By David Minsky
By Jen Mangham
By Bill Wisser
By Laine Doss
By Bill Wisser
By Dana De Greff
By Laine Doss
By Zachary Fagenson
You don't necessarily have to hail from the Deep South, Texas, or the far western perimeters of the Midwest to have stronger opinions about barbecue than politics, but it helps.
We cantankerous Americans argue not only about whose barbecue is best, but about the very meaning of the culinary term. According to renowned foodie Calvin Trillin, in the Southwest barbecue means ribs, while in North Carolina, "the word is a noun referring only to chopped pork that has been flavored with a vinegar-based sauce." Some devotees don't care what type of meat is used, he adds, as long as the sauce is sensational.
On a recent trip to St. Augustine, my dining companion and I leisurely gorged our way north by routing ourselves through towns that had Fat Boys Barbecue restaurants. On the way in, we saw a real fat boy - of such incredible girth that he was forced to tuck and fold to get himself through the entrance. But he seemed to know the drill, and went straight into the kitchen once inside. As for us, we feasted with relish on heaping platters of ribs, beans, corn-on-the-cob, and taters - and returned home with a new Florida marker by which to measure Miami barbecue.
A close contender with the sublime barbecue experience we had at Fat Boys is Shorty's. Styled to resemble a log cabin, with open beams, screened windows (which do little to keep the flies out, since the door is open), cement floors, and picnic tables inside, Shorty's takes a bare-bones approach to atmosphere that directs the focus away from ambiance and toward the featured fare. Here you'll eat with plastic utensils from plastic dishes, drink from paper cups, and take in down-home surroundings that include a saddle, bull horns, and beer signs, plus the American flag. The service is fast and, like the food, authentically Southern. Waitresses address patrons as "honey," "sweetie," and "dear," and they mean it.
For $7.25, I worked my way through a plate of somewhat greasy, though very meaty, ribs. Of the two sauces on the table, a warm, dark, sweet-and-sour, brown-sugar recipe was highly superior to the room-temperature red gunk in a squeeze bottle. (For spice freaks like myself, a container of hot sauce provided any further doctoring necessary.) Alongside the ribs were a dollop of more-mayo-than-cabbage slaw and dry-as-a-bone, crinkle-cut French fries. The prices, however, don't warrant complaining; they range from $3.75 for a child's portion of ribs to $10.49 for a full rack of baby backs, and brews that run from $1.35 for a Bud or Bud Lite to $2 for a Heineken.
Also on Shorty's bulletin-board menu are chicken, pork steak, baby back ribs, combination dinners, sandwiches, and extra sides such as barbecue beans (99 cents) and corn-on-the-cob ($1.20). I suggest you cap off your repast here with the outstanding key lime pie, lined with a delicious graham cracker crust and topped with a layer of real cream ($1.99).
Meanwhile, over at the New Hickory Barbecue Restaurant, which touts on its menu the fact that it has thrived for 36 years at the same location, meats are distinctively smoky in flavor. Cooked over wood chips are the standard barbecue items, plus lamb and veal. (A special on the night we visited was barbecue chicken livers.) In the Latin mode, New Hickory also features lots of wood-grilled bistec dishes, and sides of rice and black beans. There are also a few Asian and Polynesian dishes, among them pork chops, chicken, or steak with sweet-and-sour sauce.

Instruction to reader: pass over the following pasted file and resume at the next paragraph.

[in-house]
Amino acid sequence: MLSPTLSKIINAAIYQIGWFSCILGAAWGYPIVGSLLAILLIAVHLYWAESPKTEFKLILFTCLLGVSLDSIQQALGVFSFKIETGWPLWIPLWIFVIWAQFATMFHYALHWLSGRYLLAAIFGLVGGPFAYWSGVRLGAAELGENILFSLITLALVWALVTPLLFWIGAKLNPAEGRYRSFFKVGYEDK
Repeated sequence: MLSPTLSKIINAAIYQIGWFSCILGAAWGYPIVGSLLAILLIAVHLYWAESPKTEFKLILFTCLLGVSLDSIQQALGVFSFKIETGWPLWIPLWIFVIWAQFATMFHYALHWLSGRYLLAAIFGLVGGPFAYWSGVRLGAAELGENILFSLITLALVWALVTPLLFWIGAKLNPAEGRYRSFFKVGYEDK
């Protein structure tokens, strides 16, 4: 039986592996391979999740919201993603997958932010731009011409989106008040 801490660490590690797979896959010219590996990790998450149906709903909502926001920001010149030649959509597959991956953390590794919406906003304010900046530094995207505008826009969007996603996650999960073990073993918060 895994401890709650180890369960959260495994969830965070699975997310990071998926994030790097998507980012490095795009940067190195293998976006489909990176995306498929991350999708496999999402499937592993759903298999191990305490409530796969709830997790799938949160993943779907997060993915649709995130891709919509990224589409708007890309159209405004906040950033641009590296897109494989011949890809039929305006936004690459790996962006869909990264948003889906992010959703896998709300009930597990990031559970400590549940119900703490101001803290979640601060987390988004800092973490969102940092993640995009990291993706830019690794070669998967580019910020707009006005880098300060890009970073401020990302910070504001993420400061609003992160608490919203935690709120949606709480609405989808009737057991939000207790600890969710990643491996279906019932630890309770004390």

Full dinner prices at New Hickory begin at $6.95 for barbecue beef or lamb ribs, and top out at $10.95 for combination spare and beef ribs or a fourteen-ounce New York strip. All dinners are served with a loaf of fresh bread, cole slaw, and your choice of fries, baked potato, or rice. While the bread is outstanding, other sides are plain and underseasoned. As is the case at most barbecue restaurants, the meat is the main attraction, and it is given the most attention. Spare ribs ($7.70) were lean, yet moist. The single red sauce on the table was not significantly better than the bottled variety sold in supermarkets, but these ribs didn't need much embellishment anyway, thanks to the smoky flavor imparted during preparation. And though lamb ribs may not fit the American stereotype of barbecue fare, the strong, distinctive taste of lamb lends itself well to New Hickory's barbecue style. We washed the meal down with beer ($1.75 for Miller Lite or Budweiser; $2.25 for imported beer) and - another surprise at a barbecue shack - wine ($1.50 a glass, $7.50 a pitcher of wine or sangria).
Our last pit stop was at the newly opened addition to the Bar-B-Q-Barn chain (this one way out on Bird Road). In sharp contrast to the aforementioned rustic environments, this is an air-conditioned, carpeted establishment, replete with comfy booths, red brick walls, and cheery green plants. The wait staff is friendly and earnest, as is the manager. When on a previous visit I ordered some barbecue ribs to go and asked how many I would receive for the price, he offered to bring out the raw rack. And while there's no aroma of hickory and oak in the air, the Barn has an exposed kitchen, so you can check out the open pit for yourself. Unfortunately, flavor does take a back seat to the amenities here. Just as the Bar-B-Q-Barn does not look, feel, or smell rough-and-tumble, the food tastes a bit on the sterile side.